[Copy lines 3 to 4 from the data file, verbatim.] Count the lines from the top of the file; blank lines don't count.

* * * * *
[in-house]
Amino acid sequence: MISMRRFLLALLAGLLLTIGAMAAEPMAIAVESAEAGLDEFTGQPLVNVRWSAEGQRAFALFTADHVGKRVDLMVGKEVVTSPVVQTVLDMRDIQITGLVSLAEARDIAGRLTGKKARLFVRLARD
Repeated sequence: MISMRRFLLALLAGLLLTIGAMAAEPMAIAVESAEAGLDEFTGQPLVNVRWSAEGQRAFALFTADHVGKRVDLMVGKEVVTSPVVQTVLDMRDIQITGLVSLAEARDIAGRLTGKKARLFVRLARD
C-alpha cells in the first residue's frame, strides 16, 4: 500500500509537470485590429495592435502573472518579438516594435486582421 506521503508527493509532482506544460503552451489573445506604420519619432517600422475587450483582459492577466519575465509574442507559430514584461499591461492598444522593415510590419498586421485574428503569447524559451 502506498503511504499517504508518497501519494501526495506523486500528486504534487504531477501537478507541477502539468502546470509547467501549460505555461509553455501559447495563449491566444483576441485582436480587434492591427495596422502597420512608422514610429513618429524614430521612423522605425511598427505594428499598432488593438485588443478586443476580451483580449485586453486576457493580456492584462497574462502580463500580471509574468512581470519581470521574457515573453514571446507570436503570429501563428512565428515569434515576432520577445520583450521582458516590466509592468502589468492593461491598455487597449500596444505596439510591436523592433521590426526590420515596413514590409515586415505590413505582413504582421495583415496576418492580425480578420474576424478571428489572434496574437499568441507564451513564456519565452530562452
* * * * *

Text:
Repeated sequence: MISMRRFLLALLAGLLLTIGAMAAEPMAIAVESAEAGLDEFTGQPLVNVRWSAEGQRAFALFTADHVGKRVDLMVGKEVVTSPVVQTVLDMRDIQITGLVSLAEARDIAGRLTGKKARLFVRLARD
C-alpha cells in the first residue's frame, strides 16, 4: 500500500509537470485590429495592435502573472518579438516594435486582421 506521503508527493509532482506544460503552451489573445506604420519619432517600422475587450483582459492577466519575465509574442507559430514584461499591461492598444522593415510590419498586421485574428503569447524559451 502506498503511504499517504508518497501519494501526495506523486500528486504534487504531477501537478507541477502539468502546470509547467501549460505555461509553455501559447495563449491566444483576441485582436480587434492591427495596422502597420512608422514610429513618429524614430521612423522605425511598427505594428499598432488593438485588443478586443476580451483580449485586453486576457493580456492584462497574462502580463500580471509574468512581470519581470521574457515573453514571446507570436503570429501563428512565428515569434515576432520577445520583450521582458516590466509592468502589468492593461491598455487597449500596444505596439510591436523592433521590426526590420515596413514590409515586415505590413505582413504582421495583415496576418492580425480578420474576424478571428489572434496574437499568441507564451513564456519565452530562452